In terms of aesthetical difference, this model is similar to the other Sea-Dweller models with the only difference being the dial and case size (James Cameron has a 44 mm case while the other Sea-Dwellers have a 43mm or 40mm one). It has a combination of deep blue and black and fades from the lighter color to the darker one.
In terms of water depth, the ‘James Cameron’ was designed to function without any issues up to 3.900 meters (or 12.800 ft), whereas, the recent Sea-Dwellers have a depth rating of up to 1220 meters (or 4.000 ft).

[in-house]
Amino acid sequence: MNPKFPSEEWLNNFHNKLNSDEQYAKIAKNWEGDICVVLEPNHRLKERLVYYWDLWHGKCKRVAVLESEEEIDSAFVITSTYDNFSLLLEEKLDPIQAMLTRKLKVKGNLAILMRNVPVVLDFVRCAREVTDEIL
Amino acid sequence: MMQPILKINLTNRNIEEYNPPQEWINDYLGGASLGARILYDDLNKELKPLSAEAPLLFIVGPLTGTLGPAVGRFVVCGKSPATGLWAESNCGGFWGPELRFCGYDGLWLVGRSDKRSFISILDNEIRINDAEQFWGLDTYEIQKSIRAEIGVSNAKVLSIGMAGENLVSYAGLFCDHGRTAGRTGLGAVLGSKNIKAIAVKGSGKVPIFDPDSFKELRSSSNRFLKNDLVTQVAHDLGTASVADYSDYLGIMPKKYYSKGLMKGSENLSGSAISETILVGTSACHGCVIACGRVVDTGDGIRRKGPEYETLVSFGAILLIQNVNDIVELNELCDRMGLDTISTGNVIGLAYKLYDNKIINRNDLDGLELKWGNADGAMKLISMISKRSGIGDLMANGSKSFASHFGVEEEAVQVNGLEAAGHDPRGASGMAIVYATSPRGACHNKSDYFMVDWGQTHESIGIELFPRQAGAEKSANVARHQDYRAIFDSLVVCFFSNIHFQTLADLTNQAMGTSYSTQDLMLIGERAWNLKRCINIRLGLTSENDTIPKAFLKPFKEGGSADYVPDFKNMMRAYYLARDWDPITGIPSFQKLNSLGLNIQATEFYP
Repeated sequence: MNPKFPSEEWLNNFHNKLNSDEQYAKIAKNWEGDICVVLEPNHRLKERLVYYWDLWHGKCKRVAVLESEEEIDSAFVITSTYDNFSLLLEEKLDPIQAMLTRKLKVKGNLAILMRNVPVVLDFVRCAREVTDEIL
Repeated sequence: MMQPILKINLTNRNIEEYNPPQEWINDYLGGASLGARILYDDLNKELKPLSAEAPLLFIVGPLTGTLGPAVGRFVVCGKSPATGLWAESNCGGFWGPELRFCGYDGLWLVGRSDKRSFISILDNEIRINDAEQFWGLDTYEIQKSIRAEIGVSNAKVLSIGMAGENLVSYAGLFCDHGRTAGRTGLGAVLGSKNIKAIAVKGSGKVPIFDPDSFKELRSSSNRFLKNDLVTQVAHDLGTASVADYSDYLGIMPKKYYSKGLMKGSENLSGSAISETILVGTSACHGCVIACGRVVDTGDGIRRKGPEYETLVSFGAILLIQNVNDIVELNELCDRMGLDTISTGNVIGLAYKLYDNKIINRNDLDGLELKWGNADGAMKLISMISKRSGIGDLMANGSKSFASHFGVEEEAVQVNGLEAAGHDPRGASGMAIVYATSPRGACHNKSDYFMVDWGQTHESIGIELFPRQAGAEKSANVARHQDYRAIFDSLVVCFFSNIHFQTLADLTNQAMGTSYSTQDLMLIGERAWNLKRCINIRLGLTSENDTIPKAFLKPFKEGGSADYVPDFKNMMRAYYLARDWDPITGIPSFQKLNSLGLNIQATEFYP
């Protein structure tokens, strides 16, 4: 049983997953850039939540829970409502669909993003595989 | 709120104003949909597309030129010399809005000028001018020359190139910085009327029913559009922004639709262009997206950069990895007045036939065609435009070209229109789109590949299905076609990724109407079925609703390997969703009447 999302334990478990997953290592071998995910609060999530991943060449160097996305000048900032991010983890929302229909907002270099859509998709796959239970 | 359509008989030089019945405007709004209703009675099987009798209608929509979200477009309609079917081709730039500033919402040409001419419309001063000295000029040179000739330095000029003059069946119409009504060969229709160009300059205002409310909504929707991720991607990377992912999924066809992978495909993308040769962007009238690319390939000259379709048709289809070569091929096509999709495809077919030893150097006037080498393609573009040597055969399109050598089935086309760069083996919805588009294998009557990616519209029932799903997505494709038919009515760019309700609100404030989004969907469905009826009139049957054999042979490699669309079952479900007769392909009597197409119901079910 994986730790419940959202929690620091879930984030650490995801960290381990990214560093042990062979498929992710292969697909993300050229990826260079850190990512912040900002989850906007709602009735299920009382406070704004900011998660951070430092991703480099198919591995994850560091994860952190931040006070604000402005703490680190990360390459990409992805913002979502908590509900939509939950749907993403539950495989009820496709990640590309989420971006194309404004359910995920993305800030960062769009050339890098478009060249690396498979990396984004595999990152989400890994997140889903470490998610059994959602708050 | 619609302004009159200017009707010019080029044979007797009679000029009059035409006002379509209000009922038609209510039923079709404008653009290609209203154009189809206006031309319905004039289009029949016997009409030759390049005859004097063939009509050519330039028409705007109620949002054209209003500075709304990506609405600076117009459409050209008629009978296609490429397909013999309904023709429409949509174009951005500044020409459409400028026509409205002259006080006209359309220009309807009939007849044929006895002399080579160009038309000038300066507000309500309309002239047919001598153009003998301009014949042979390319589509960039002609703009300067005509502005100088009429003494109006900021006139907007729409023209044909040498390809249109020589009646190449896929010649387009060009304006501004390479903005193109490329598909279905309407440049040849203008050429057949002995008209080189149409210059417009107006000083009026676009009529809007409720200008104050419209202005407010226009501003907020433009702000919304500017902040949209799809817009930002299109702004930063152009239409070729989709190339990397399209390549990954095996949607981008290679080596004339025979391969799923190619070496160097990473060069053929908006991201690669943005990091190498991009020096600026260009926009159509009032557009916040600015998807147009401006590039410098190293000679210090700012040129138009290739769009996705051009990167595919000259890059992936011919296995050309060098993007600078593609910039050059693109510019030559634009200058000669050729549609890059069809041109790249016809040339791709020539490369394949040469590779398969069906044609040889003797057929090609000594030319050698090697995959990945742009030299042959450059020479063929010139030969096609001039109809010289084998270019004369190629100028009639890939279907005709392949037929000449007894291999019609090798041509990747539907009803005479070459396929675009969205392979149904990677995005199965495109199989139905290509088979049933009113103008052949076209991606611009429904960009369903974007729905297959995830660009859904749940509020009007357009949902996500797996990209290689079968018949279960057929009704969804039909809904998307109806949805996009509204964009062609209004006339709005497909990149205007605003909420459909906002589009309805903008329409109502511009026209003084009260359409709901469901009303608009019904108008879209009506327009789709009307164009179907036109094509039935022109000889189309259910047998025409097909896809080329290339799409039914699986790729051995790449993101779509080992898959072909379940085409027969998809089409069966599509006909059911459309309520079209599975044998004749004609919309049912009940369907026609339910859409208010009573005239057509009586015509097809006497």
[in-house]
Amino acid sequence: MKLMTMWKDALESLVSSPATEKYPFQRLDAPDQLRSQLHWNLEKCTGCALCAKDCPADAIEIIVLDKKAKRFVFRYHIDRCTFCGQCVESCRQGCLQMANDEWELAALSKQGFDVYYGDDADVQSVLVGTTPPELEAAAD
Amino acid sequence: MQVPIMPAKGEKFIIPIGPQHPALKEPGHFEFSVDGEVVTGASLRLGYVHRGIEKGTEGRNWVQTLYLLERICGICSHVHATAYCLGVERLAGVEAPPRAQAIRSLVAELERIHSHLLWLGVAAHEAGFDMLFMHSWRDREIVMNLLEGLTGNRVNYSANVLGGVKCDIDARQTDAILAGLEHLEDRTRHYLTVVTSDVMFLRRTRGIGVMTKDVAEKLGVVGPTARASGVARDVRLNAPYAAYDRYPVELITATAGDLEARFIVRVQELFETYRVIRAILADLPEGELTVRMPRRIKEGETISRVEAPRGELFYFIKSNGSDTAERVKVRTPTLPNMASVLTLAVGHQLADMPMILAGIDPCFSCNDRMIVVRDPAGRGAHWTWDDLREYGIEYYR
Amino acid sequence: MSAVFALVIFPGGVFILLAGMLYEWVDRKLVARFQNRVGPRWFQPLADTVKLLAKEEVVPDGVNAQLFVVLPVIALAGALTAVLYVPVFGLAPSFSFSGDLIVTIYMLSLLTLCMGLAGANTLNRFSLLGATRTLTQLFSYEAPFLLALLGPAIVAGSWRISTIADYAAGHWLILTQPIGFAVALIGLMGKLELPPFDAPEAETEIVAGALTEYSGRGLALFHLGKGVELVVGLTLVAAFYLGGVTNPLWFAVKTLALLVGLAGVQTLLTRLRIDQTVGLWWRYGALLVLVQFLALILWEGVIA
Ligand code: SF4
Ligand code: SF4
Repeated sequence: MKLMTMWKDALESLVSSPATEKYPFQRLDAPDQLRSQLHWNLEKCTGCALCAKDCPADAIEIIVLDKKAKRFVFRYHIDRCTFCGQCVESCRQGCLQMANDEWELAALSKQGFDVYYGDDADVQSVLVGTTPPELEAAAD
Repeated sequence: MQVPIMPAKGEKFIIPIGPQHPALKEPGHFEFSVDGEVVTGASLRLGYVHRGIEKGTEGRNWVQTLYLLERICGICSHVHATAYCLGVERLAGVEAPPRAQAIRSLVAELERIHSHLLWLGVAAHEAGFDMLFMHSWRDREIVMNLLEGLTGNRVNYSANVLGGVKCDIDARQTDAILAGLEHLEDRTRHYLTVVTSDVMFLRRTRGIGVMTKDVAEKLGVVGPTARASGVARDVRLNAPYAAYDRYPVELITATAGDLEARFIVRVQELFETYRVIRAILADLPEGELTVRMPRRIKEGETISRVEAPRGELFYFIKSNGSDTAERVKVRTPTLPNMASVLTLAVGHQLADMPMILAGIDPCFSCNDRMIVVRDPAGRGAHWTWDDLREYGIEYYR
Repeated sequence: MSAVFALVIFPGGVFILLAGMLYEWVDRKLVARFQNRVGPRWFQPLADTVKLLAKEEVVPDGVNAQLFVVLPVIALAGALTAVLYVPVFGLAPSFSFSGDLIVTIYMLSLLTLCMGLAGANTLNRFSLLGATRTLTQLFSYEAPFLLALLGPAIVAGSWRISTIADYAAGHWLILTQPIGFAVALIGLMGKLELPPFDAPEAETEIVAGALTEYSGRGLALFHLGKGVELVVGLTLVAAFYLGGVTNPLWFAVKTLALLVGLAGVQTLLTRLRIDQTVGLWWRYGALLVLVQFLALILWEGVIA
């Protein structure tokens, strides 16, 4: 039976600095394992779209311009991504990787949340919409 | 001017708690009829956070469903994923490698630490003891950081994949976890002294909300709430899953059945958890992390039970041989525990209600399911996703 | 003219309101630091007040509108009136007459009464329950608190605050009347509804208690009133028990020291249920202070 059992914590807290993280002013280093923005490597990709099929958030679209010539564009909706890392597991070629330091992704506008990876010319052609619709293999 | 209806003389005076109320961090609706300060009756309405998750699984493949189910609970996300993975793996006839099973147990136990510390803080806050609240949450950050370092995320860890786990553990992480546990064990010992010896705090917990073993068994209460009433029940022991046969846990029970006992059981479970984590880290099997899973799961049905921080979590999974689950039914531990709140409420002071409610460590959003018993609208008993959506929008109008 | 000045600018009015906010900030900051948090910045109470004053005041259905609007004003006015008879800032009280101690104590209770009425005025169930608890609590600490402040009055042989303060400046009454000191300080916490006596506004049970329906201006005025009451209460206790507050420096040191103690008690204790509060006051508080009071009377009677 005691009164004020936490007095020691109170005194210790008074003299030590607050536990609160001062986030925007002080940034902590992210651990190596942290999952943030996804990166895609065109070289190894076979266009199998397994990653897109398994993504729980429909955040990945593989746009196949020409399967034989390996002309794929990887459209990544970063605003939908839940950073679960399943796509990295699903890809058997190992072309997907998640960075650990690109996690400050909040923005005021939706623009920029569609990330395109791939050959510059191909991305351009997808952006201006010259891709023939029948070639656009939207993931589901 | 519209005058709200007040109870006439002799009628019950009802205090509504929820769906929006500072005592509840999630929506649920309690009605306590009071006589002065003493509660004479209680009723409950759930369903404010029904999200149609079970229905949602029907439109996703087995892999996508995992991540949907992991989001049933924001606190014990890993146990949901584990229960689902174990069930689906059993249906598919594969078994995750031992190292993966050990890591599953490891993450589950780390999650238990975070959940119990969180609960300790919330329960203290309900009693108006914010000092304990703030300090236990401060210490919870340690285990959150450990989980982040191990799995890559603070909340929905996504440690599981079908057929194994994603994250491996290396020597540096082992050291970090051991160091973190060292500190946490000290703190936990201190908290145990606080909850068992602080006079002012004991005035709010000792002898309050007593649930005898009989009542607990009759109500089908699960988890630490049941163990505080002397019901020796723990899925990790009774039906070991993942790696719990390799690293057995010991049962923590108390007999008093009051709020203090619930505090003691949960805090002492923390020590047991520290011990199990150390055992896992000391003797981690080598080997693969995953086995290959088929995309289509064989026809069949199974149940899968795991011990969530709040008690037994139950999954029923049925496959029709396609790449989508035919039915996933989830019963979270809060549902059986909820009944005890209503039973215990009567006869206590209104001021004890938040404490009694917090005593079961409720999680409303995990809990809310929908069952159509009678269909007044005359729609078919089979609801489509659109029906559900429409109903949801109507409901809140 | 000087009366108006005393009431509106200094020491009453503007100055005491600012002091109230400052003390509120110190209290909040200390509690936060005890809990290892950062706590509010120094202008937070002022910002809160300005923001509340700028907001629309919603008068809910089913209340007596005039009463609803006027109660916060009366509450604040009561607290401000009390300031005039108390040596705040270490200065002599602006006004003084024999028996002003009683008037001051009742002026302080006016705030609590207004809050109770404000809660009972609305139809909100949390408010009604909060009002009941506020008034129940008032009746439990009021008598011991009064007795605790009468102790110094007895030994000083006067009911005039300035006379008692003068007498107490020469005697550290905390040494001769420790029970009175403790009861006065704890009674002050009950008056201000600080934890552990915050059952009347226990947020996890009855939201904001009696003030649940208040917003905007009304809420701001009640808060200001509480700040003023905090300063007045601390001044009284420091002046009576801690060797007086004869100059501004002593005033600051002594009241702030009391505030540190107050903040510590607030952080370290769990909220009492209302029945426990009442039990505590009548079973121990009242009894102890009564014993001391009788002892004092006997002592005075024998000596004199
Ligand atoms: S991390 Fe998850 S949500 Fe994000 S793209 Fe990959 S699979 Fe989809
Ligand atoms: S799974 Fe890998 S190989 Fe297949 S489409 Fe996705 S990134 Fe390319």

'Il Freccione/Steve McQueen'
Photo credit by Bob's Watches
If you look at the Rolex Explorer II’ reference 1655, the first thing that you would probably notice is its bright orange 24-hour arrow.
Due to this prominent design feature, people started calling it II Freccione, which is an Italian word that translates to “the arrow”.
Now, that’s one name down, what’s the origin of the other?
Steve McQueen was the face of this watch model during its advertising campaign in the 1970s, which resulted in it being called the Steve McQueen.
However, in actual life, he never wore this watch; his preferred timepiece was a stainless-steel Submariner.
Photo credit by Bob's Watches
In the second half of the 1950s, one of the US Air Force squadrons, the Thunderbird, started accessorizing with Rolex Datejust watches having rotating bezels.